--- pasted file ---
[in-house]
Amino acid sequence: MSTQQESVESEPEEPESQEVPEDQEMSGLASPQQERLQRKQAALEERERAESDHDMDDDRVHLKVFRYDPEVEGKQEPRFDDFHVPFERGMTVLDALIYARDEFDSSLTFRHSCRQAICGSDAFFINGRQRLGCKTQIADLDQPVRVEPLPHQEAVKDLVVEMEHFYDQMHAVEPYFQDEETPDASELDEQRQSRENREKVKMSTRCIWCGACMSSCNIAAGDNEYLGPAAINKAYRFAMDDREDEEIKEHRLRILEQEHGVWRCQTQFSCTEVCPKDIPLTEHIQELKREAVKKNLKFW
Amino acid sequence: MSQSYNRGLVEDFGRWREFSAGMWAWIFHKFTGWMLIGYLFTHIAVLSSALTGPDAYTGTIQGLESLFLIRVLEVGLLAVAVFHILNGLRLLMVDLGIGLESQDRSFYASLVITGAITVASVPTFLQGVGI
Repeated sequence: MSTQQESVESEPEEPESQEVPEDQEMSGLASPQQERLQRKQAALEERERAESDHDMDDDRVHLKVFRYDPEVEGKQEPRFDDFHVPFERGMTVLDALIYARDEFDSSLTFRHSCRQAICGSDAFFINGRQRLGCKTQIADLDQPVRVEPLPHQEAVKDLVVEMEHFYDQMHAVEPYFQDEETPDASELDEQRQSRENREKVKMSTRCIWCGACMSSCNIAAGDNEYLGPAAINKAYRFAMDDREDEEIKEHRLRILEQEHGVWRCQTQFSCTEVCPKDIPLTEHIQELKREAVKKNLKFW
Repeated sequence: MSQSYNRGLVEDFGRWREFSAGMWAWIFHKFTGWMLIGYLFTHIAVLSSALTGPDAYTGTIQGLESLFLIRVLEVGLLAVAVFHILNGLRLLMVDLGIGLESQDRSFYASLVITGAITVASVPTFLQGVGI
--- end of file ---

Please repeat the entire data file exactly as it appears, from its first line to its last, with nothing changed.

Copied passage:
[in-house]
Amino acid sequence: MSTQQESVESEPEEPESQEVPEDQEMSGLASPQQERLQRKQAALEERERAESDHDMDDDRVHLKVFRYDPEVEGKQEPRFDDFHVPFERGMTVLDALIYARDEFDSSLTFRHSCRQAICGSDAFFINGRQRLGCKTQIADLDQPVRVEPLPHQEAVKDLVVEMEHFYDQMHAVEPYFQDEETPDASELDEQRQSRENREKVKMSTRCIWCGACMSSCNIAAGDNEYLGPAAINKAYRFAMDDREDEEIKEHRLRILEQEHGVWRCQTQFSCTEVCPKDIPLTEHIQELKREAVKKNLKFW
Amino acid sequence: MSQSYNRGLVEDFGRWREFSAGMWAWIFHKFTGWMLIGYLFTHIAVLSSALTGPDAYTGTIQGLESLFLIRVLEVGLLAVAVFHILNGLRLLMVDLGIGLESQDRSFYASLVITGAITVASVPTFLQGVGI
Repeated sequence: MSTQQESVESEPEEPESQEVPEDQEMSGLASPQQERLQRKQAALEERERAESDHDMDDDRVHLKVFRYDPEVEGKQEPRFDDFHVPFERGMTVLDALIYARDEFDSSLTFRHSCRQAICGSDAFFINGRQRLGCKTQIADLDQPVRVEPLPHQEAVKDLVVEMEHFYDQMHAVEPYFQDEETPDASELDEQRQSRENREKVKMSTRCIWCGACMSSCNIAAGDNEYLGPAAINKAYRFAMDDREDEEIKEHRLRILEQEHGVWRCQTQFSCTEVCPKDIPLTEHIQELKREAVKKNLKFW
Repeated sequence: MSQSYNRGLVEDFGRWREFSAGMWAWIFHKFTGWMLIGYLFTHIAVLSSALTGPDAYTGTIQGLESLFLIRVLEVGLLAVAVFHILNGLRLLMVDLGIGLESQDRSFYASLVITGAITVASVPTFLQGVGI